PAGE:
I: Double Zero

Soft Power: Jeff Koons, Puppy (1992); Tiananmen Square Olympic flower arrangement (2008)

For the show in Hong Kong I ended up showing recreations of my three original counter-proposals, and a fourth proposal that has been gestating for almost a decade, but has suddenly taken on new relevance. I proposed building nine “Freedom Towers” arranged in a tight grid formation and completely occupying the available open space of Tiananmen Square.

A decade after I proposed paving flat large portions of New York and DC, I want to “occupy” Tiananmen Square with a formation of Freedom Towers. These may seem like two very different projects and two very different political contexts, but in fact they are the same. In 2001 I was suggesting that we had lost an important variety of public space and that our cities and our republic were lessened by that loss. That in the 40 years since the civil rights and ant-war protests of the 1960s American authorities have altered the landscape of our cities –— through changes in the rules that concerning public assembly (a process Naomi Wolf calls “overpermiticisation”), but also through bricks and mortar construction. Our public space has been “developed” out of existence.

In the wake of the massive protests in Wisconsin, the “Arab Spring,” and the Occupy movement in New York (and everywhere else), it feels important to once again raise the question of public space as a built environment. Rather than continue to argue that we build a new kind of space here, I am suggesting that we imagine what it would mean if we exported our current development schemes to other countries; to imagine them as the work of foreign regimes. What if the National WWII Memorial, with its heroic Speerian colonnade, sunken plaza, and ground-covering fountain, had been built in Tahrir Square rather than midway between the Lincoln Memorial and the Washington Monument? How would we feel if Russian authorities were to announce the construction of a large Frank Gehry designed Guggenheim be built over, Bolotnaya Square, the site of last December’s ballot-rigging protests in Moscow?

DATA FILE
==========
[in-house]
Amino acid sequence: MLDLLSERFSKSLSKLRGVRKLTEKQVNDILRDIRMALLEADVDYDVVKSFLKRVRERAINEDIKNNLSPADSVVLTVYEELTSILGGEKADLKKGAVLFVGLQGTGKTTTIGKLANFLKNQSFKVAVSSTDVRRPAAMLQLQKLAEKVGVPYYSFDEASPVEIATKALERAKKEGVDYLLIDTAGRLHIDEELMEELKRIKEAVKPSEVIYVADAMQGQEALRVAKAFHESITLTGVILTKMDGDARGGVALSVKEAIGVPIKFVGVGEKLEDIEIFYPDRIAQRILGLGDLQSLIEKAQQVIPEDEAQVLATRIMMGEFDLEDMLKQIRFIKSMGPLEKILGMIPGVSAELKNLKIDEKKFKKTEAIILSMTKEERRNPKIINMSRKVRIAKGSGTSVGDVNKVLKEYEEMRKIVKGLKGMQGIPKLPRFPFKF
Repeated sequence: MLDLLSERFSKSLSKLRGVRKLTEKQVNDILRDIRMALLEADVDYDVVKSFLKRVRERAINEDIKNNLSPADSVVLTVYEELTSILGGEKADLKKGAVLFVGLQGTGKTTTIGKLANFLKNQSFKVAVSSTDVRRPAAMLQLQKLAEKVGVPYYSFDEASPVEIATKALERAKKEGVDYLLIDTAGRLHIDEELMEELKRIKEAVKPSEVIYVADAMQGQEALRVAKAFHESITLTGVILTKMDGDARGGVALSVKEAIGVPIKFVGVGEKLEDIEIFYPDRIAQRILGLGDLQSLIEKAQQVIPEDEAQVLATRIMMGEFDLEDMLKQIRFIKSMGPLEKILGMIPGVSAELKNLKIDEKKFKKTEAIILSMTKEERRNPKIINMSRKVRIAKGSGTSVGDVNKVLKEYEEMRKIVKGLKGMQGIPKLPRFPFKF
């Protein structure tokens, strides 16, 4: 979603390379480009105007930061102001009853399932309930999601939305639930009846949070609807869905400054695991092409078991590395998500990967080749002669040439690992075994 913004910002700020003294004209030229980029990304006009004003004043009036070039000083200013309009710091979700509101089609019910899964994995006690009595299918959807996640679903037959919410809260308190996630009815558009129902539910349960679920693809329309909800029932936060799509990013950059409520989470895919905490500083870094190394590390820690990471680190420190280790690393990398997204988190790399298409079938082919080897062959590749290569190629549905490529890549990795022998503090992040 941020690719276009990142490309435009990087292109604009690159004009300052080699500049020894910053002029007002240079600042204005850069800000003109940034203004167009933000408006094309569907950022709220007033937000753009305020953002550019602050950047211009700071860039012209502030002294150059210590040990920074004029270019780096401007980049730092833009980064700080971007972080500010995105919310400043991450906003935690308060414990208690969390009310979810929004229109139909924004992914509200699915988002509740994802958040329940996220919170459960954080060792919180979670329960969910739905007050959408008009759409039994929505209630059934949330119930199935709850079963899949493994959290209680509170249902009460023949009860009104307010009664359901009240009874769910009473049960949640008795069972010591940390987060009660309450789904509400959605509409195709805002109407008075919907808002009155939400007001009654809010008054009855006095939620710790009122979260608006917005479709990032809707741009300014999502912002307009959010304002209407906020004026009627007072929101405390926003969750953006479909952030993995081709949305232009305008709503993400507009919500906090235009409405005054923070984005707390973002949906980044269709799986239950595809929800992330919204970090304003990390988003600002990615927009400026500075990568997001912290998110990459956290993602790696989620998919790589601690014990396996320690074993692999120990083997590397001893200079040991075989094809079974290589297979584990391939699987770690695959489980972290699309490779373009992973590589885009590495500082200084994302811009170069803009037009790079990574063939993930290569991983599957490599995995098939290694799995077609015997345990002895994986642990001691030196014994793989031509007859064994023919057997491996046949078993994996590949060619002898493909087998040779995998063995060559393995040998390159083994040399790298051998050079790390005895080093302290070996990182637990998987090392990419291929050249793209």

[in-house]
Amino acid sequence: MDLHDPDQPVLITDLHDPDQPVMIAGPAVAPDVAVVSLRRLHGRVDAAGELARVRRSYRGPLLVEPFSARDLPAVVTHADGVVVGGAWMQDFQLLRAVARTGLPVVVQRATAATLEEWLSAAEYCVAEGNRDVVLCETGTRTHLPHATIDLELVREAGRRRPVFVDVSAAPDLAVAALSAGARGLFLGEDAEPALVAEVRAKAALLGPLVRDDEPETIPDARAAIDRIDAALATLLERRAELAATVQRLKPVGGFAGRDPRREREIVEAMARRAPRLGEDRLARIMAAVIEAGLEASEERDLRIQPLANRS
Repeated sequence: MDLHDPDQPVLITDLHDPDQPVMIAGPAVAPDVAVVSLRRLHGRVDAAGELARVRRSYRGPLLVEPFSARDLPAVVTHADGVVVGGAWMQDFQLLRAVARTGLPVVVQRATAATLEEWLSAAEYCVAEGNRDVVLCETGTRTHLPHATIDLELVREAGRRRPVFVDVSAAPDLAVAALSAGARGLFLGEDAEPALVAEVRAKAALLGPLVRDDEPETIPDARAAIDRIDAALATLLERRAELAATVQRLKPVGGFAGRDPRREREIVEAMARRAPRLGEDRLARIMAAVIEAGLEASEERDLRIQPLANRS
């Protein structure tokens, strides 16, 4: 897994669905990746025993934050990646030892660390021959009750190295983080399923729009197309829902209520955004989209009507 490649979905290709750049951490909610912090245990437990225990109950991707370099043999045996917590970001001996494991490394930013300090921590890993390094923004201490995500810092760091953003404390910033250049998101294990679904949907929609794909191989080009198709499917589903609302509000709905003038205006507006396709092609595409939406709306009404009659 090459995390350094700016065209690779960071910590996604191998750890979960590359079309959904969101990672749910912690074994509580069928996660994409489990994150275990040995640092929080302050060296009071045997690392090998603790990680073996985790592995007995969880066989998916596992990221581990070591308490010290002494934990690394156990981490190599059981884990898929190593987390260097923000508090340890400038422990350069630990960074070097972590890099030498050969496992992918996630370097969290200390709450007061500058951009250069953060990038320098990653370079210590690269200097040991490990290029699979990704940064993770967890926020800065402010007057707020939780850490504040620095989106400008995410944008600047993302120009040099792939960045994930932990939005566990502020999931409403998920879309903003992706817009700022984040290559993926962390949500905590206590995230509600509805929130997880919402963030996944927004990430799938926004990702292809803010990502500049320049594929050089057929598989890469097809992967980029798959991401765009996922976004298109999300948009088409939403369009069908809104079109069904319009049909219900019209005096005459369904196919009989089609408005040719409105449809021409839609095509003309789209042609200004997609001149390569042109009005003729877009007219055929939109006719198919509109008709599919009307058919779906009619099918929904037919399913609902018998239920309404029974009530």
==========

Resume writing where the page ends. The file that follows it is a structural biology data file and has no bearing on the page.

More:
To mashup SOM’s Freedom Tower and China’s Tiananmen Square may, at first glance seem arbitrary, but it isn’t. Both New York’s Ground Zero and Beijing’s “Zero Point” are symbolically loaded sites. non-mainland Chinese associate Tiananmen with the 1989 pro-democracy protests, but for the Chinese it was already a site loaded with meaning when protesters chose that space to take their stand. In his book Remaking Beijing, the author Wu Hung describes the formation of Chinese end of this symbolic East-West axis....


Diegetic Cinematography

Dane DeHaan, playing Andrew, the film Chronicle's diegetic cinematographer; the sort of boom arm invisible to film characters.

Diegetic sound is the part of a film's score that the characters can hear. We understand scary music that accompanies a blond babysitter as she checks on a clamour in the basement is something we the audience can hear, but that she cannot. That sort of mood music is non-diegetic sound. If we see her dancing to a song on the radio on the other hand, we understand that the music is embedded within the fictional narrative. The film Chronicle is the latest Hollywood film to explore "diegetic cinematography."

In most films we the audience understand that everything we are seeing is non-diegetic vision. That the perspective we are shown is from an invisible point within the fictional universe we are watching....